By Cindy Lou Johnson; Directed by David Newer
Produced by FSC Productions
Off Off Broadway, Play Revival
Runs through 10.1.17
Roy Arias Stage II, 777 Eighth Avenue
by Adrienne Urbanski on 9.21.17
Faust Checho and Lisa Fernandez in Brilliant Traces. Photo by jdx.
BOTTOM LINE: This is an endearing and well-acted production of a play focusing on two damaged people finding hope within one another.
FSC Productions was wise to dust off Cindy Lou Johnson's Brilliant Traces, which first debuted in New York in 1989. In the play, a runaway bride connects with an antisocial hermit in "the middle of nowhere" in snow-filled Alaska, where both seek reprieve from the real world. The quirky characters and plot help prevent Brilliant Traces from becoming mired in any specific decade, making it a play you are certain to remember.
The play opens with Rosannah (Lisa Fernandez), dressed in a wedding dress, banging on the door of a barn house during a blizzard. Receiving no answer, she barges her way in and delivers a manic monologue about having driven for three days straight in a fugue. When she passes out, Henry (Faust Checho), silent this entire time, moves Rosannah into his bed, where she sleeps for two days straight. When she comes to, a comedy of mismatched personalities picks up. However, once the banter dies down and the storm outside keeps Rosannah indoors, the two lay their cards on the table, each revealing why they have ended up where they are now.
Johnson's script hits extremes, veering quickly from mawkish, comedic arguing to sentimental drama. The emotions feel authentic and relatable, especially in the hands of these capable actors, but the sometimes overly sentimental and occasionally wacky dialogue (Rosannah ponders if she was the victim of an alien abduction) can be a bit polarizing. Where Johnson succeeds most is in capturing the pain of everyday life and showing what leads some to pull away from the world as they attempt to heal from trauma.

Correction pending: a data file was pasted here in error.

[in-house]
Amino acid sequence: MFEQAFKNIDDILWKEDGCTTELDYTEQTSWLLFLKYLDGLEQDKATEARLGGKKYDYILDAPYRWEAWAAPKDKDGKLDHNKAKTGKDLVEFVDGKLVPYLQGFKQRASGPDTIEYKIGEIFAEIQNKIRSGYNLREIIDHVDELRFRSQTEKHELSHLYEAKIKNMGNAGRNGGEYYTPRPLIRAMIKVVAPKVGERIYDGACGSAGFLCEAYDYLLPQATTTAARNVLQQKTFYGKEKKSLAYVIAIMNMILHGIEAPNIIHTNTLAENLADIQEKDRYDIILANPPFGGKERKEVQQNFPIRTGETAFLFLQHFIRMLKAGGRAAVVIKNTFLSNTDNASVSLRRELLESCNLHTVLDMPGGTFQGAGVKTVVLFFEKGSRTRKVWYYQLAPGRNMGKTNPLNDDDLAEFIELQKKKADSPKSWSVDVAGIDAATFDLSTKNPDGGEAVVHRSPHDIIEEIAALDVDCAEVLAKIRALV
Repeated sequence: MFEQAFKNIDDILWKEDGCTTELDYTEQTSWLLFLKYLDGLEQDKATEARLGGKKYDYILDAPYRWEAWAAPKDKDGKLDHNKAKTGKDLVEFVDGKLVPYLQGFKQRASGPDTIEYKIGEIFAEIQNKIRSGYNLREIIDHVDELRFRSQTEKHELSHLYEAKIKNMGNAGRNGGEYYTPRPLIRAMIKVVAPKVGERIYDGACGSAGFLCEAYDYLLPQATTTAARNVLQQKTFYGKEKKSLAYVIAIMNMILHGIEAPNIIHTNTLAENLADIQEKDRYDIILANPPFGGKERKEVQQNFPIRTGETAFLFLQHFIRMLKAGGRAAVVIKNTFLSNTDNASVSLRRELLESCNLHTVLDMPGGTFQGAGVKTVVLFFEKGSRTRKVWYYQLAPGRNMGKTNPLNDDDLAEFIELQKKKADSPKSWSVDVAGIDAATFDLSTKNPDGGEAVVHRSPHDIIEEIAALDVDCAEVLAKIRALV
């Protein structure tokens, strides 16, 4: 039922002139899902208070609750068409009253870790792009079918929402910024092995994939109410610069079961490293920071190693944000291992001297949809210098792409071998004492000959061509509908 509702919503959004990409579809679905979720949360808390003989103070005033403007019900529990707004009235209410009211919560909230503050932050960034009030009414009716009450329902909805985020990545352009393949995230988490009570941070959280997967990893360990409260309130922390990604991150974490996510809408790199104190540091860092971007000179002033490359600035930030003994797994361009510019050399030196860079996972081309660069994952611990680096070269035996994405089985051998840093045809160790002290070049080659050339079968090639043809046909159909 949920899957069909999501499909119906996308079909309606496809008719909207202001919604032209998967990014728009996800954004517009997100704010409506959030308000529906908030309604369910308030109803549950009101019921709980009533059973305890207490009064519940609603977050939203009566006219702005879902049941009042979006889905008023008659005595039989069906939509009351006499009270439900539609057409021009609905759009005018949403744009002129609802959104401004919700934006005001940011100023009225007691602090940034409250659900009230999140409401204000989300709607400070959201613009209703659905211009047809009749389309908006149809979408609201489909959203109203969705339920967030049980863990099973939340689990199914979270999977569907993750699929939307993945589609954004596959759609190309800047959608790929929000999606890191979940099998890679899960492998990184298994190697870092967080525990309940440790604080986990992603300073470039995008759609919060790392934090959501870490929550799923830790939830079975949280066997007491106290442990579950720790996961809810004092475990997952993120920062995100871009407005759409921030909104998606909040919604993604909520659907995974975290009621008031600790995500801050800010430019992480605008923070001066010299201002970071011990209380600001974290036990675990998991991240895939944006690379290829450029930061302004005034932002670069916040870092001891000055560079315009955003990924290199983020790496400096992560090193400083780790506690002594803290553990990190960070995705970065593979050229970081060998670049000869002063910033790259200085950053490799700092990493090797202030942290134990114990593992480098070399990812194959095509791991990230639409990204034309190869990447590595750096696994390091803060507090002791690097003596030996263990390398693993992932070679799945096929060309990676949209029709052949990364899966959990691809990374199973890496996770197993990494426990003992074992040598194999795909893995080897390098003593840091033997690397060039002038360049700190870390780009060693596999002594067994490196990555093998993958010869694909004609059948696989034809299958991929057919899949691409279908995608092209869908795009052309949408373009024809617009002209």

Veteran stage and screen actor Faust Checho excels as Henry, showing a transformation from stoicism to emotional vulnerability, and pulling off lines that might have sounded over the top in lesser hands. Lisa Fernandez is greener than Checho, and could use some of his subtlety, but still convincingly portrays Rosannah's emotional wounds with success, lighting up the stage with her energy. The power both actors bring to their roles makes it a joy to watch them. Josh Iacovelli's set, replete with a water pump and lanterns, effectively evokes a cozy winter home, allowing the small stage to work to the production's advantage. As Rosannah and Henry reach towards one another in hopes of redemption, it feels authentic enough to make the darkness of our current reality feel a little lighter.
(Brilliant Traces plays at Roy Arias Stage II, 777 8th Avenue, through October 1, 2016. The running time is 90 minutes without an intermission. Performances are Wednesdays, Thursdays, and Fridays at 7; Saturdays and Sundays at 2. Tickets are $18 and are available at brillianttracesplay.com.)
Brilliant Traces is by Cindy Lou Johnson. Directed by David Newer. Set Design is by Josh Iacovelli. Sound Design is by Nathan Shapiro. Fight Coordinator is by Kevin McGuire. Production Stage Manager is Kristine Schlachter.
The cast is Faust Checho and Lisa Fernandez.